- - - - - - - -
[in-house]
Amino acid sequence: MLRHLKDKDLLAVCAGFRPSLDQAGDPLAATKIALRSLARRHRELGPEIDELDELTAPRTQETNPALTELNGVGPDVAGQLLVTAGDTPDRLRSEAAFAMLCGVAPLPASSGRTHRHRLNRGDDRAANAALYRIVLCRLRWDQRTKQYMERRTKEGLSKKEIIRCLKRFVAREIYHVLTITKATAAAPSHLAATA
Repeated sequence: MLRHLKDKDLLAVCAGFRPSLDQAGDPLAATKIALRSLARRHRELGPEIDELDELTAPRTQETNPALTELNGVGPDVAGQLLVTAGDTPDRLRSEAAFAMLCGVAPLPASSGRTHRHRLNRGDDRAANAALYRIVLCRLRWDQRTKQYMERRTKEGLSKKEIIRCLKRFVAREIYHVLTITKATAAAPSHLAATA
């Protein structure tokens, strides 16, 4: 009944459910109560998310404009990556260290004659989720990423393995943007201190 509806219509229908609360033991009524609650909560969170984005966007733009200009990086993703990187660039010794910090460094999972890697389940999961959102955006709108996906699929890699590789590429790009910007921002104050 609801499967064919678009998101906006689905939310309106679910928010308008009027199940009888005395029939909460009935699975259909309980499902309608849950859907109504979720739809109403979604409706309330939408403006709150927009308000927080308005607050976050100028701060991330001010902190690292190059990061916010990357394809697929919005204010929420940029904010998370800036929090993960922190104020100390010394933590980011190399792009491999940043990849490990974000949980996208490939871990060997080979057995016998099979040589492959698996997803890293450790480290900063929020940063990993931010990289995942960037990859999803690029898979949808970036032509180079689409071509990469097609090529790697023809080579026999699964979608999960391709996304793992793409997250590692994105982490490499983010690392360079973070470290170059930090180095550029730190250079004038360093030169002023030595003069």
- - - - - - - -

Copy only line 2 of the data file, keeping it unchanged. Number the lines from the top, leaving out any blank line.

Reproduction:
Amino acid sequence: MLRHLKDKDLLAVCAGFRPSLDQAGDPLAATKIALRSLARRHRELGPEIDELDELTAPRTQETNPALTELNGVGPDVAGQLLVTAGDTPDRLRSEAAFAMLCGVAPLPASSGRTHRHRLNRGDDRAANAALYRIVLCRLRWDQRTKQYMERRTKEGLSKKEIIRCLKRFVAREIYHVLTITKATAAAPSHLAATA